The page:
New research by the Wine Market Council, a non-profit association made up of wine businesses and organizations, found that Millennials drank almost half of the country’s wine last year.
According to research on drinking behaviors, Millennials consumed 42 percent of the country’s wine in 2015, averaging 3.1 glasses per gathering. Additionally, between 2005 and 2010, Millennials were responsible for a surge in the number of high frequency wine drinkers, which increased by six points to 13.9 percent of the legal drinking age population.
While there are five ounces in a standard glass of wine, a study published in the U.S. National Library of Medicine found that people could be over pouring when they fill their own glasses.
When a standard, 10 ounce glass was used, the study found that people usually poured 3.95 fluid ounces of wine, but that number changed depending on the type of glass or wine.
When pouring wine into a wider glass, people poured around 11.9 percent more, and when the wine was white, they poured 9.2 percent more into a glass. The study also found that people poured 12.2 percent more wine when the glass was in their hand instead of on a table.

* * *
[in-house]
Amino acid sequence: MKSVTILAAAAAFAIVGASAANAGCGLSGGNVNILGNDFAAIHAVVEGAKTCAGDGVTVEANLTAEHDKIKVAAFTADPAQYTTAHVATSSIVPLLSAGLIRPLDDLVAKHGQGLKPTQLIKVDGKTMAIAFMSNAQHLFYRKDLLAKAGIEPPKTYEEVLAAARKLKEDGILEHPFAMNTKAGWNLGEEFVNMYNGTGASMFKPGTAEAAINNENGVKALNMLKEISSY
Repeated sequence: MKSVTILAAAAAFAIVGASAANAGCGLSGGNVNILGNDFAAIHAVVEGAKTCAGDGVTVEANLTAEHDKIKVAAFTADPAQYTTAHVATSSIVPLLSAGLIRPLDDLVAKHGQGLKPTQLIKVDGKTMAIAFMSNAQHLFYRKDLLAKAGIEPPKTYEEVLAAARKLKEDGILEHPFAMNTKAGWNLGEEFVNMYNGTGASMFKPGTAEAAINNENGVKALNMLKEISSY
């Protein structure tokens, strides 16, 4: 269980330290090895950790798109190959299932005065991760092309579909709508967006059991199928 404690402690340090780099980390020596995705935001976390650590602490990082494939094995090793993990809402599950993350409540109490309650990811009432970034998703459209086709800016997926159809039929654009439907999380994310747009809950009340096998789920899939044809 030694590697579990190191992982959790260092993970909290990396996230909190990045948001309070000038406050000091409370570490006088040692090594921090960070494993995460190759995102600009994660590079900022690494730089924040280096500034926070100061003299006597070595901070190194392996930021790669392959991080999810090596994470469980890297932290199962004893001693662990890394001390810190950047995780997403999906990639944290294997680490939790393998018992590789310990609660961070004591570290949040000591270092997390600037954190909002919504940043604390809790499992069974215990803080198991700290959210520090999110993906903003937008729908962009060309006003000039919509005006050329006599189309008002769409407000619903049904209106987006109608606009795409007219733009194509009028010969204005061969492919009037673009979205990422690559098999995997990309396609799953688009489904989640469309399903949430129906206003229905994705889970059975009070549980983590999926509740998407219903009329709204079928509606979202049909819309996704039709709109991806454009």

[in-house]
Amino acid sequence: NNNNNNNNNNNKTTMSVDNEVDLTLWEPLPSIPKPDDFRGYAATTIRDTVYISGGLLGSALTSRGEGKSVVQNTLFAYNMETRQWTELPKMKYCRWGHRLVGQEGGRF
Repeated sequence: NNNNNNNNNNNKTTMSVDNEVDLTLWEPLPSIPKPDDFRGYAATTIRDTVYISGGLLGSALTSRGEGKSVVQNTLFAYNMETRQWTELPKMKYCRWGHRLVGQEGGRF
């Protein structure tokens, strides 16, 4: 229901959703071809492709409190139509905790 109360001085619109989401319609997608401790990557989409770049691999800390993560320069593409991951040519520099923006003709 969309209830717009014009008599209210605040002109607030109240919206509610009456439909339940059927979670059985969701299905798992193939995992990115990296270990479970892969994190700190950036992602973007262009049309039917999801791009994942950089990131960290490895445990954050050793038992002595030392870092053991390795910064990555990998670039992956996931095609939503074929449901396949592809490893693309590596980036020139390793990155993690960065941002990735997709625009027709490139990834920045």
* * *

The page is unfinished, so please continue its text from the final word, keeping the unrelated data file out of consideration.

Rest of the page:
With over pouring becoming an issue, both the benefits and risks associated with drinking wine, and alcohol overall, should be considered before consumption.
Drinking wine can reduce the risk of cardiovascular disease and other heart-related health issues, a reduction risk that studies have shown to be between 25 and 40 percent. Moderate drinkers were also less likely to develop gallstones or type 2 diabetes than those who didn’t drink.
In a 1985 health interview, those who identified themselves as moderate drinkers were more likely to be at a healthy weight, exercise regularly, and get an average of seven to eight hours of sleep per night than those who reported not drinking. Additionally, having a drink can benefit digestion when consumed before a meal, be a stress reliever, or serve as a social stimulant during gatherings.
However, there are risks associated with drinking, including liver inflammation and scarring. Heavy drinking can lead to increased blood pressure and heart muscle damage, and alcohol has also been linked with several cancers in both men and women.
The World Cancer Research Fund and American Institute for Cancer Research suggest there is strong proof connecting the consumption of alcohol with mouth, pharynx, larynx, esophagus, breast, and colon and rectum cancer in men. In women, there is probable evidence connecting alcohol with liver and colorectal cancer.
There is also the risk of alcohol abuse or dependence, which 17.6 million people in the U.S. suffer from, according to the National Council on Alcoholism and Drug Dependence.